The connection between the MCU and HyperFlash and HyperRam in separate packages requires four layers including Vcc and GND (two for the connection). An MCP device, combining the RAM and Flash in a single package, needs one less layer. Interfacing to a Cypress Amber MCU in a Quad Flat Package (QFP), the connections may all be made to pins on one side of the MCU package. When connected to an MCU in a BGA package, more layers would be required (see Figure 4).
The cost and space advantages of the HyperBus architecture, then, are clear when replacing an SDRAM + NOR Flash with a HyperBus-compatible HyperRAM + HyperFlash memory solution. This HyperBus solution is ideal for mid-range graphics applications such as the instrument cluster described above.
Table 1 summarises the memory architecture options today for designers of a broad range of graphics display-based user interfaces: from a low-end system based on SDRAM, up to a high-end system using very high-speed DDR2 DRAM. It shows that HyperRAM offers comparable performance to an SDRAM-133 based system, but with a much lower pin count. DDR2 or DDR3 DRAM offers much higher performance than the HyperRAM system, but is also entails a much higher system cost.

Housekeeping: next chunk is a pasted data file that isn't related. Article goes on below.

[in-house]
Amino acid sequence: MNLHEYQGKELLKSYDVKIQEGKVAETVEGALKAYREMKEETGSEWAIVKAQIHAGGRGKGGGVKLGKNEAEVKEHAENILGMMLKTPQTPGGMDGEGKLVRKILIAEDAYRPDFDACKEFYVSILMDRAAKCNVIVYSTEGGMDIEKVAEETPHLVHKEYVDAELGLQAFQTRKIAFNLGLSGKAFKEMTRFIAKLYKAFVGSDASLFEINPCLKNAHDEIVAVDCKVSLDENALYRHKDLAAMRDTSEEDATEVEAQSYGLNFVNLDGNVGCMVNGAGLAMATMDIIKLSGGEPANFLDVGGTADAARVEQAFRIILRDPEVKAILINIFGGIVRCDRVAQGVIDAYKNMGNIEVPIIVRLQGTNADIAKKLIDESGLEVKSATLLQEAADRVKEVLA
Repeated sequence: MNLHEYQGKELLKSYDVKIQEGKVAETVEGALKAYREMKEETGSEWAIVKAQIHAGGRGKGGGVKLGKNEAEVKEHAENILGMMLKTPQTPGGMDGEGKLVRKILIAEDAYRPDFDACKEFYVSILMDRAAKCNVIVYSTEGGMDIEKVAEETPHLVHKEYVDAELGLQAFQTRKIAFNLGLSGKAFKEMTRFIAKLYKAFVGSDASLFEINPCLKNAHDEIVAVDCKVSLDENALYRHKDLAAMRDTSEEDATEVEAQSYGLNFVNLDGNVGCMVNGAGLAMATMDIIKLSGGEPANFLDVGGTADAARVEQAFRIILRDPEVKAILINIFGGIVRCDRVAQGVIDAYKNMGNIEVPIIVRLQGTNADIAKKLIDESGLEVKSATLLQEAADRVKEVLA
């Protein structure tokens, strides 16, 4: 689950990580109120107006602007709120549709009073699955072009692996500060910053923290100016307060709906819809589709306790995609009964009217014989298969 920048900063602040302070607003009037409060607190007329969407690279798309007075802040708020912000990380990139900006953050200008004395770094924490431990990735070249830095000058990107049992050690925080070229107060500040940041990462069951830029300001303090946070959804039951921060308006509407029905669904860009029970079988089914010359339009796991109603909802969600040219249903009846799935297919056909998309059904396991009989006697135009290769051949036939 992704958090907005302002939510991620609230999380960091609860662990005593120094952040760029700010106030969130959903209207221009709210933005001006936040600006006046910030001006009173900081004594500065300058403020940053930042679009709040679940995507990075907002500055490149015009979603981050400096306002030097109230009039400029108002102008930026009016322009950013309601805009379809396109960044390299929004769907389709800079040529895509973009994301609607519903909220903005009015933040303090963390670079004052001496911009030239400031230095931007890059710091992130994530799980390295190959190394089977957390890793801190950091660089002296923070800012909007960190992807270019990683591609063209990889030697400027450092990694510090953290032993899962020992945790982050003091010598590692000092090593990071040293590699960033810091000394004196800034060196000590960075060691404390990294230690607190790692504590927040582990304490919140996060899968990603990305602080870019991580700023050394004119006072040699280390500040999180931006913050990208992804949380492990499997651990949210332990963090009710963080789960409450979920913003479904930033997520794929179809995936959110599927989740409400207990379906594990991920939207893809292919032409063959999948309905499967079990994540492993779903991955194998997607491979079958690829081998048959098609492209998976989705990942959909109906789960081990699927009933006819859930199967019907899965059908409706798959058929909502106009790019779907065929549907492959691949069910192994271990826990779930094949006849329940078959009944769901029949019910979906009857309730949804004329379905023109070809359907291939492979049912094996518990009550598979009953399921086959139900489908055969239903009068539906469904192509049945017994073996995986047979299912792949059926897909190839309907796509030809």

In its HyperBus-compatible product offerings, Cypress has ensured that their BGA package is pin-compatible with all Cypress’s QSPI and dual-QSPI Flash memory devices. For designers wishing to scale up a family of products based on a uniform board layout, therefore, the HyperBus interface offers a simple way to migrate to higher speeds and densities.
And in any circuit, HyperBus technology, and the supporting HyperFlash, HyperRAM and Amber MCU products, offer the best available way to combine high data throughput for advanced graphics rendering with a low pin count and a simple PCB layout which is cheap to produce.
About the author:
Marcel Kuba is Director of Field Applications Engineering, Cypress Semiconductor
Image credits: Cypress Semiconductor